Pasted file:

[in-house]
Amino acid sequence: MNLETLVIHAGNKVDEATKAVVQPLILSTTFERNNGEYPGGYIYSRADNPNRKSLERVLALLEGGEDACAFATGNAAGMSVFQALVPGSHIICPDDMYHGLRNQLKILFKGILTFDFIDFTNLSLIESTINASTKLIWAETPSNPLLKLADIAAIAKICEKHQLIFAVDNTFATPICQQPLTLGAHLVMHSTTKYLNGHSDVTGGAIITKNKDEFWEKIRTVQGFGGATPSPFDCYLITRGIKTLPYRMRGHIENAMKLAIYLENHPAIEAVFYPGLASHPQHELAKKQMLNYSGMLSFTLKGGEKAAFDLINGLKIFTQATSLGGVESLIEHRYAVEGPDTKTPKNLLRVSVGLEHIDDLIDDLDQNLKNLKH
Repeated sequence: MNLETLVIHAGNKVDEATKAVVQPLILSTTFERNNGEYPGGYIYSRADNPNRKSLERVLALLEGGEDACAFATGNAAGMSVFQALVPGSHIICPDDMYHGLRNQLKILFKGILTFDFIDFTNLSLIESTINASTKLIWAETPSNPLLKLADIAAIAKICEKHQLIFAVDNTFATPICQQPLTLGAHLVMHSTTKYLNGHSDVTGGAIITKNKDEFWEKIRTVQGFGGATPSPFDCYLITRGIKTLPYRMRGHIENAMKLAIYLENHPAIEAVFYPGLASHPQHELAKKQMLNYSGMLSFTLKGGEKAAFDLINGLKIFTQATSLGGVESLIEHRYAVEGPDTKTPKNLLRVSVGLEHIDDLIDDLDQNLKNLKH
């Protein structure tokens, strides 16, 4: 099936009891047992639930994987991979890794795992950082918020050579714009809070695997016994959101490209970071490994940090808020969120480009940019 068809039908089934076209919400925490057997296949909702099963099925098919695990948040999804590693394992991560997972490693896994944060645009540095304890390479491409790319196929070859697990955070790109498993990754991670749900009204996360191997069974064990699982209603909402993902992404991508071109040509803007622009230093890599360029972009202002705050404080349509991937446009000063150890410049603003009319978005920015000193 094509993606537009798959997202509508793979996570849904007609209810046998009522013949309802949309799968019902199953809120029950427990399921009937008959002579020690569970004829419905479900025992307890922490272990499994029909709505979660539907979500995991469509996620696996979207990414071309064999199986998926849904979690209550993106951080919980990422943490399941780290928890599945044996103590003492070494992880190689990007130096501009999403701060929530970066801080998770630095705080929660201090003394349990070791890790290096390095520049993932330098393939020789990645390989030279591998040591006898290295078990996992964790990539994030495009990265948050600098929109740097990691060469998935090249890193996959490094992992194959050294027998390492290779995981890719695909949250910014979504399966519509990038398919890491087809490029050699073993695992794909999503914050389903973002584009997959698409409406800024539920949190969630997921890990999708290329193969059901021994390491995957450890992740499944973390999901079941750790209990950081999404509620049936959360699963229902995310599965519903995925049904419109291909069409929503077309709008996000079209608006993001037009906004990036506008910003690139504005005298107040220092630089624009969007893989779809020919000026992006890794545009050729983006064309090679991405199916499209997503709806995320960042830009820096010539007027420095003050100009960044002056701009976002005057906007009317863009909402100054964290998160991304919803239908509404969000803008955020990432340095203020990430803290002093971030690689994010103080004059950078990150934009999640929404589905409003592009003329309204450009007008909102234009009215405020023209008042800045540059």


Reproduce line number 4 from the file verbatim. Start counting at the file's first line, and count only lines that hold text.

């Protein structure tokens, strides 16, 4: 099936009891047992639930994987991979890794795992950082918020050579714009809070695997016994959101490209970071490994940090808020969120480009940019 068809039908089934076209919400925490057997296949909702099963099925098919695990948040999804590693394992991560997972490693896994944060645009540095304890390479491409790319196929070859697990955070790109498993990754991670749900009204996360191997069974064990699982209603909402993902992404991508071109040509803007622009230093890599360029972009202002705050404080349509991937446009000063150890410049603003009319978005920015000193 094509993606537009798959997202509508793979996570849904007609209810046998009522013949309802949309799968019902199953809120029950427990399921009937008959002579020690569970004829419905479900025992307890922490272990499994029909709505979660539907979500995991469509996620696996979207990414071309064999199986998926849904979690209550993106951080919980990422943490399941780290928890599945044996103590003492070494992880190689990007130096501009999403701060929530970066801080998770630095705080929660201090003394349990070791890790290096390095520049993932330098393939020789990645390989030279591998040591006898290295078990996992964790990539994030495009990265948050600098929109740097990691060469998935090249890193996959490094992992194959050294027998390492290779995981890719695909949250910014979504399966519509990038398919890491087809490029050699073993695992794909999503914050389903973002584009997959698409409406800024539920949190969630997921890990999708290329193969059901021994390491995957450890992740499944973390999901079941750790209990950081999404509620049936959360699963229902995310599965519903995925049904419109291909069409929503077309709008996000079209608006993001037009906004990036506008910003690139504005005298107040220092630089624009969007893989779809020919000026992006890794545009050729983006064309090679991405199916499209997503709806995320960042830009820096010539007027420095003050100009960044002056701009976002005057906007009317863009909402100054964290998160991304919803239908509404969000803008955020990432340095203020990430803290002093971030690689994010103080004059950078990150934009999640929404589905409003592009003329309204450009007008909102234009009215405020023209008042800045540059």